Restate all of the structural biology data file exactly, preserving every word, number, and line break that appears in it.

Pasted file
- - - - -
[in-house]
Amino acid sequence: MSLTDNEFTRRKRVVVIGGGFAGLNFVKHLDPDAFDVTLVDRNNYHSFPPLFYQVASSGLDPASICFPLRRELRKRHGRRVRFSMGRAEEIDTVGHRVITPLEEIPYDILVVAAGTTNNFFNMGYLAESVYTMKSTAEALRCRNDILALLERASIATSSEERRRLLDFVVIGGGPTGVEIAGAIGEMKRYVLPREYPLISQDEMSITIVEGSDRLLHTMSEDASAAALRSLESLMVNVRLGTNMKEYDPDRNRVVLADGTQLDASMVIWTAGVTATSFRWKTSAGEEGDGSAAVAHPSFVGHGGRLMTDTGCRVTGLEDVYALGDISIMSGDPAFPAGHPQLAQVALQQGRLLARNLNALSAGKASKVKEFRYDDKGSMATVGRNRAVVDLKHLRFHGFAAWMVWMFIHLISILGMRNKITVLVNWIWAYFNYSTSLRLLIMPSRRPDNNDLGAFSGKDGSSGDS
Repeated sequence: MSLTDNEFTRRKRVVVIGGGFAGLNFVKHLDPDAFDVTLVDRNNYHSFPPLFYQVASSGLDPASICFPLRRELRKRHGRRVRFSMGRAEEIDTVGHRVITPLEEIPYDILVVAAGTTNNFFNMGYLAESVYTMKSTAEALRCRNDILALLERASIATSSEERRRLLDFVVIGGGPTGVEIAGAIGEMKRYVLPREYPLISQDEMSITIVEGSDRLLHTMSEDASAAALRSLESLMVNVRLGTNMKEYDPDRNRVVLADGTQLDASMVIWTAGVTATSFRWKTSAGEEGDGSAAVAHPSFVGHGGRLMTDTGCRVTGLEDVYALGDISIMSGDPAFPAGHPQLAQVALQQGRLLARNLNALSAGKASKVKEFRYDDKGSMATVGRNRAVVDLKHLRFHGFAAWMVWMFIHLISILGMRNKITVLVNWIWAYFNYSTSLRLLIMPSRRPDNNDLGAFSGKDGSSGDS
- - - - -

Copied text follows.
[in-house]
Amino acid sequence: MSLTDNEFTRRKRVVVIGGGFAGLNFVKHLDPDAFDVTLVDRNNYHSFPPLFYQVASSGLDPASICFPLRRELRKRHGRRVRFSMGRAEEIDTVGHRVITPLEEIPYDILVVAAGTTNNFFNMGYLAESVYTMKSTAEALRCRNDILALLERASIATSSEERRRLLDFVVIGGGPTGVEIAGAIGEMKRYVLPREYPLISQDEMSITIVEGSDRLLHTMSEDASAAALRSLESLMVNVRLGTNMKEYDPDRNRVVLADGTQLDASMVIWTAGVTATSFRWKTSAGEEGDGSAAVAHPSFVGHGGRLMTDTGCRVTGLEDVYALGDISIMSGDPAFPAGHPQLAQVALQQGRLLARNLNALSAGKASKVKEFRYDDKGSMATVGRNRAVVDLKHLRFHGFAAWMVWMFIHLISILGMRNKITVLVNWIWAYFNYSTSLRLLIMPSRRPDNNDLGAFSGKDGSSGDS
Repeated sequence: MSLTDNEFTRRKRVVVIGGGFAGLNFVKHLDPDAFDVTLVDRNNYHSFPPLFYQVASSGLDPASICFPLRRELRKRHGRRVRFSMGRAEEIDTVGHRVITPLEEIPYDILVVAAGTTNNFFNMGYLAESVYTMKSTAEALRCRNDILALLERASIATSSEERRRLLDFVVIGGGPTGVEIAGAIGEMKRYVLPREYPLISQDEMSITIVEGSDRLLHTMSEDASAAALRSLESLMVNVRLGTNMKEYDPDRNRVVLADGTQLDASMVIWTAGVTATSFRWKTSAGEEGDGSAAVAHPSFVGHGGRLMTDTGCRVTGLEDVYALGDISIMSGDPAFPAGHPQLAQVALQQGRLLARNLNALSAGKASKVKEFRYDDKGSMATVGRNRAVVDLKHLRFHGFAAWMVWMFIHLISILGMRNKITVLVNWIWAYFNYSTSLRLLIMPSRRPDNNDLGAFSGKDGSSGDS